The First Lady’s plan to rejuvenate school lunches hasn’t been going very well, so naturally the solution is a column suggesting Republicans are child-hating extremists for wanting to fix it.
In Tomasky’s columns (there really is only one, a Platonic ideal in which enlightened Democrats battle benighted Republicans) you always know who is to blame:
it should not come as a surprise to us that now Republicans want more
fat kids. And the reason Republicans want more fat kids is
straightforward and predictable: Michelle Obama wants fewer of them. And
that’s all they need to know. If she’s fer it, they’re agin’ it.
The reality is a bit more nuanced. The Healthy, Hungry Free Kids Act of 2010 has been about as popular with students as Obamacare has been with their parents. Last year the General Accounting Office traveled around to school districts to see how the implementation of the new program was going. They reported problems in all 8 of the districts they visited:
because USDA regulations restrict the amounts of meats and grains that
can be served in school lunches each week, all eight districts GAO
visited needed to modify or eliminate popular menu items. These changes
sometimes led to negative student reactions.
The anodyne GAO report doesn’t really do this justice. As the NY Times reported back in 2012, negative student reactions included organized boycotts, social media campaigns and eventually the decision by over a million and a half students to simply stop buying the lunches. This is the first time in a decade the number of students buying meals has dropped. Back to the GAO report:
The meat and grain restrictions also led to smaller lunch entrees, making it difficult for
some schools to meet minimum calorie requirements for lunches without
adding items, such as gelatin, that generally do not improve the
nutritional quality of lunches.
Again, the GAO doesn’t really convey the color commentary of what was happening. You can see photos tweeted of some of the lunches here. They do look pretty skimpy. There’s even a parody video titled “We Are Hungry” created to protest the dinky meals required by law.
Thanks in part to the reaction of students, the USDA relented, at least temporarily. Here’s the GAO report again explaining the decision to lift the limits through 2014:
In response to feedback from states and
districts regarding operational challenges caused by the meat and grain
restrictions, USDA lifted the limits temporarily, first for the
remainder of school year 2012-2013 and then for school year 2013-2014.
But the temporary change created it’s own problem. The GAO report states, “because the change was seen as temporary, the eight districts GAO visited made only marginal changes to their menus.” That’s why the first recommendation the GAO report makes is, ” the Secretary of Agriculture should permanently remove the weekly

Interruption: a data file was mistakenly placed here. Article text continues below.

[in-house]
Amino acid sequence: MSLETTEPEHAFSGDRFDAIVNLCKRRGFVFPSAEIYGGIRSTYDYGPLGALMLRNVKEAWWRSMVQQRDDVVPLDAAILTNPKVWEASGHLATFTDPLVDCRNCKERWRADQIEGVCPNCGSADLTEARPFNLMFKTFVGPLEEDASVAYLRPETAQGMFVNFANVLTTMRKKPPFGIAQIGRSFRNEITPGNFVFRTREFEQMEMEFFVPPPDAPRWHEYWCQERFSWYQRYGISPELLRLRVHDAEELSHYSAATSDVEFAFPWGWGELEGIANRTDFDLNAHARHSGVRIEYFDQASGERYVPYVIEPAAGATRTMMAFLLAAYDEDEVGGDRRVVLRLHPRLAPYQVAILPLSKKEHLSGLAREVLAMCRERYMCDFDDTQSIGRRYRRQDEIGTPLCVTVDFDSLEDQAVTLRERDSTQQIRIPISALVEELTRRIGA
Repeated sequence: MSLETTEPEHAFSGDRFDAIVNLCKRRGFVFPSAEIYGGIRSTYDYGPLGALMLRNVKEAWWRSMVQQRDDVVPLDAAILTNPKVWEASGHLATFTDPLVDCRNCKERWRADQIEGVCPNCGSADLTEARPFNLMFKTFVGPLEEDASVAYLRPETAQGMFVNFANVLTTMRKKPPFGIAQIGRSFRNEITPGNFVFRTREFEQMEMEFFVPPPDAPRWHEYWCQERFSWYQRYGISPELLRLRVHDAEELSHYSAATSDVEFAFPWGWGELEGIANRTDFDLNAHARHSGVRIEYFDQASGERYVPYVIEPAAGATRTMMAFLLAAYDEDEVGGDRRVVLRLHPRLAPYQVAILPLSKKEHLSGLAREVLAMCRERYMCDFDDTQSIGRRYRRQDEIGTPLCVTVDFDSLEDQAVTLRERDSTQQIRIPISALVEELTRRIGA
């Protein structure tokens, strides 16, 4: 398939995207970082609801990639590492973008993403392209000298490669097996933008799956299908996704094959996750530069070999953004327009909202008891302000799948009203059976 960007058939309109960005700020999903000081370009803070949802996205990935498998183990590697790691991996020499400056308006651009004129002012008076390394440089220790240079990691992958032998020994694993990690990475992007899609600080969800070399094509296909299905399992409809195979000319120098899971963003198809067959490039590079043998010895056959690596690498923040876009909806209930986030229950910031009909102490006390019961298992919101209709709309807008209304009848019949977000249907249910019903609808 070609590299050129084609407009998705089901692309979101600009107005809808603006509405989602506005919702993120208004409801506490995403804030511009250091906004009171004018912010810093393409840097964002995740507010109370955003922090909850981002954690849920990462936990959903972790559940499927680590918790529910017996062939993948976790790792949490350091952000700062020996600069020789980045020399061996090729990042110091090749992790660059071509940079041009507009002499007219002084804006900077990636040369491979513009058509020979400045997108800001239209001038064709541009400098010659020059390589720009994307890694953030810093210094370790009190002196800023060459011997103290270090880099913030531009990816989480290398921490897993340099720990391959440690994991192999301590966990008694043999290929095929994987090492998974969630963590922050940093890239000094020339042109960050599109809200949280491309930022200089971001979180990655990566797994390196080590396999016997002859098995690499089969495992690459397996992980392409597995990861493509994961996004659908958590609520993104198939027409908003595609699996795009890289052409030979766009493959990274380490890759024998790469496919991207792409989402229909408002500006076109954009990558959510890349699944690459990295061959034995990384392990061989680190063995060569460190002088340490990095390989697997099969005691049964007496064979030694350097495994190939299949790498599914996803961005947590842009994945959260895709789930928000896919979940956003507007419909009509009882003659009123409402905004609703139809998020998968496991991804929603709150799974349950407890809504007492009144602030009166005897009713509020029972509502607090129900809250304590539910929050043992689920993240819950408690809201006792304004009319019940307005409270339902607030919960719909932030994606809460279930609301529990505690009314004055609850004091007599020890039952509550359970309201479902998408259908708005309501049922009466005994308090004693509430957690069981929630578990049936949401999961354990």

meat/meat alternate and grain maximums for school lunch defined in
Another problem with the program is the sheer waste of foot it entails. The 2010 regulations mandate that students must take fruits or vegetables if they buy a school lunch. They can not refuse them. The School Nutrition Association cites research by Cornell and Brigham Young which found a 100% increase in food waste. They estimate that $684 million in food is going into the trash every school year.
Finally there is the issue of cost. Because of the fresh fruit and vegetable requirements, the USDA estimates the new lunches cost about ten cents more to produce. But the government only allotted an additional six cents per lunch to meet the new standards. As a result, the School Nutrition Association says 1,445 schools have dropped out of the program. And according to a spokesperson for the National School Boards Association many school boards around the country are asking for permission to opt out.
It’s at this point that Republicans led by Robert Aderholt (R-Ala.) introduced a waiver provision into a House spending bill. The response of the White House has been to announce a campaign led by the First Lady to defend the law. Yesterday, in a moment somewhat lacking in self-reflection, the First Lady told a roundtable organized by the White House, “The last thing we can afford to do right now is play politics with our kids’ health.” Meanwhile, the head of the School Nutrition Association says they don’t want to undo the program just allow time for smoother implementation.
And that’s where Michael Tomasky comes in. It’s no good, politically, to allow this to become a contest between two somewhat reasonable points of view. It’s better to portray this as if there is one side who cares about kids and another that has no rational justification for wanting to slow the adoption of a troubled program. This being Tomasky, you can probably guess how he ties it all together with a flourish.
Sugar makes people fatter and, in all likelihood, dumber. But what does that matter to Republicans? I mean, hey; more fat and dumb kids just means more future Republican voters.